Preventing pogroms: Patterns in Jewish politics in early twentieth-century Russia

Vladimir Levin*

*Corresponding author for this work

Research output: Chapter in Book/Report/Conference proceedingChapterpeer-review

8 Scopus citations

Abstract

The word pogrom was very popular in Rus sia at the beginning of the twentieth century. Starting on 6 April 1903, when a sudden and cruel pogrom broke out in Kishinev (Chişinǎu), this word did not cease to be an important and frequent element in Jewish po liti cal discourse. And indeed, the first years of the century witnesseda terrible wave of pogroms: from Kishinev and Gomel in 1903, through 43 pogroms during the conscription campaigns for the Russo-Japanese War in 1904, and the 50-odd pogroms between January and mid-October 1905. This rising tide of violence culminated in the "October Days" of 1905, during which almost 3,000 Jews were reported to have perished in a total of 660 pogroms. A return to quiet was punctuated by disorders in Białystok (June 1906) and Siedlce (September 1906)-both characterized by massive participation of army troops.1 Between autumn 1906 and 1914, there were no pogroms in tsarist Rus sia, but the threat and fear of them remained present until the fall of the empire in 1917.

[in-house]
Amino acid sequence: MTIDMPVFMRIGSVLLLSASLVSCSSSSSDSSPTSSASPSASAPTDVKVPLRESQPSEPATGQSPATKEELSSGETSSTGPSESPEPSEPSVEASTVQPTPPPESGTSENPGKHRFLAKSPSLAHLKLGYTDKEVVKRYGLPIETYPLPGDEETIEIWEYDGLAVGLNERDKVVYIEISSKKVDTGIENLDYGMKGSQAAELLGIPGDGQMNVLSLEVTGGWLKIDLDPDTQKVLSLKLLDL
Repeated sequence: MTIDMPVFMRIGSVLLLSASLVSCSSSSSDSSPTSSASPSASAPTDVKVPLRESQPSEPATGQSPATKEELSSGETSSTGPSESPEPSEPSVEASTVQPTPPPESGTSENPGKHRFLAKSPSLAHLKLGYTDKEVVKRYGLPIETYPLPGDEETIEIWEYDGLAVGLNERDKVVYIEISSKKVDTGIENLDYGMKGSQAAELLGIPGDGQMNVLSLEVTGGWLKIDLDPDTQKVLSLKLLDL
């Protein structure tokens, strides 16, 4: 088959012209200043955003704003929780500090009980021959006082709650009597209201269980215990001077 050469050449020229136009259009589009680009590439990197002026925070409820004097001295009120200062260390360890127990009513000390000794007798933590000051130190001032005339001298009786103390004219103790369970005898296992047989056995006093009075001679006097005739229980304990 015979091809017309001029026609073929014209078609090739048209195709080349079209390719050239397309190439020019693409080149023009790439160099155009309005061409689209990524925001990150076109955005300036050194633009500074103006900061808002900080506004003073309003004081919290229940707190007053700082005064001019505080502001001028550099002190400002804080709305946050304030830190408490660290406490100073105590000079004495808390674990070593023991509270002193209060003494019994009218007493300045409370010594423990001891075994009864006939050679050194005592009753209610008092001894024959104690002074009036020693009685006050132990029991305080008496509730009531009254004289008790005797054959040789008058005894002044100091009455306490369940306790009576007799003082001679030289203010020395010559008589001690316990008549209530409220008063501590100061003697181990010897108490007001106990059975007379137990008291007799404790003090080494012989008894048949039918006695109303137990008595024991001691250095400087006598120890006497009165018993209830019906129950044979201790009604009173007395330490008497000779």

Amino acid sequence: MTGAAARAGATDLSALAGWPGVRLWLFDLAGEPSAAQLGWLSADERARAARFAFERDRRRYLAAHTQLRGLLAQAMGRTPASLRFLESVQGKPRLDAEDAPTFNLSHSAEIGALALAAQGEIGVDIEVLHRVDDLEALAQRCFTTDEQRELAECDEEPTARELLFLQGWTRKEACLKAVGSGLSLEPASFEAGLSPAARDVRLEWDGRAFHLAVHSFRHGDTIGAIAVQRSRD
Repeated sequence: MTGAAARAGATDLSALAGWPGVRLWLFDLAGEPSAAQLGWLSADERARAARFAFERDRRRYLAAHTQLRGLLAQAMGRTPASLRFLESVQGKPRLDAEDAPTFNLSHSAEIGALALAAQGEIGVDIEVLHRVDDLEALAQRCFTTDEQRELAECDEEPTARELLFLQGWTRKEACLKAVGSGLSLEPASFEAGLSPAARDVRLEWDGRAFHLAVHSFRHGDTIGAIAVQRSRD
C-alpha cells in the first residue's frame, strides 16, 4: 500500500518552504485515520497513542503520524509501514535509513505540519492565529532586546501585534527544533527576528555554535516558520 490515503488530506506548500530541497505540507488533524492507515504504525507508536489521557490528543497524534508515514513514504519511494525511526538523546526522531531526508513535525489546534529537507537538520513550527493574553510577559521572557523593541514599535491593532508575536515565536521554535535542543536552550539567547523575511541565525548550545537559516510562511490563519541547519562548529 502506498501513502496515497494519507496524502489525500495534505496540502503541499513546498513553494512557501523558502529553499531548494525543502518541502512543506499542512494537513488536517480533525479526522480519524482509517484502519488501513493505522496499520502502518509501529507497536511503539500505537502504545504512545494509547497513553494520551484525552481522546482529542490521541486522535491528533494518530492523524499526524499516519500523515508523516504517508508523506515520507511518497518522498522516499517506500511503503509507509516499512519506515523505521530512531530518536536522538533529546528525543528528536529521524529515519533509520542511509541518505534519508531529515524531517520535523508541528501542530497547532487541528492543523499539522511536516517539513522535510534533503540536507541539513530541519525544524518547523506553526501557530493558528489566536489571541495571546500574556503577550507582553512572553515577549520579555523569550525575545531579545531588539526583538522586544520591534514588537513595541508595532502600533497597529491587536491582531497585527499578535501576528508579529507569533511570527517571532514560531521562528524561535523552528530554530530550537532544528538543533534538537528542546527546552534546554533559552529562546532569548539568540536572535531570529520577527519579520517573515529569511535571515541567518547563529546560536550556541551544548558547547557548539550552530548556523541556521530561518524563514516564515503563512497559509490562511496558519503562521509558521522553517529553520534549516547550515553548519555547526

Original languageAmerican English
Title of host publicationAnti-Jewish Violence
Subtitle of host publicationRethinking the Pogrom in East European History
PublisherIndiana University Press
Pages95-110
Number of pages16
ISBN (Print)9780253355201
StatePublished - 2011

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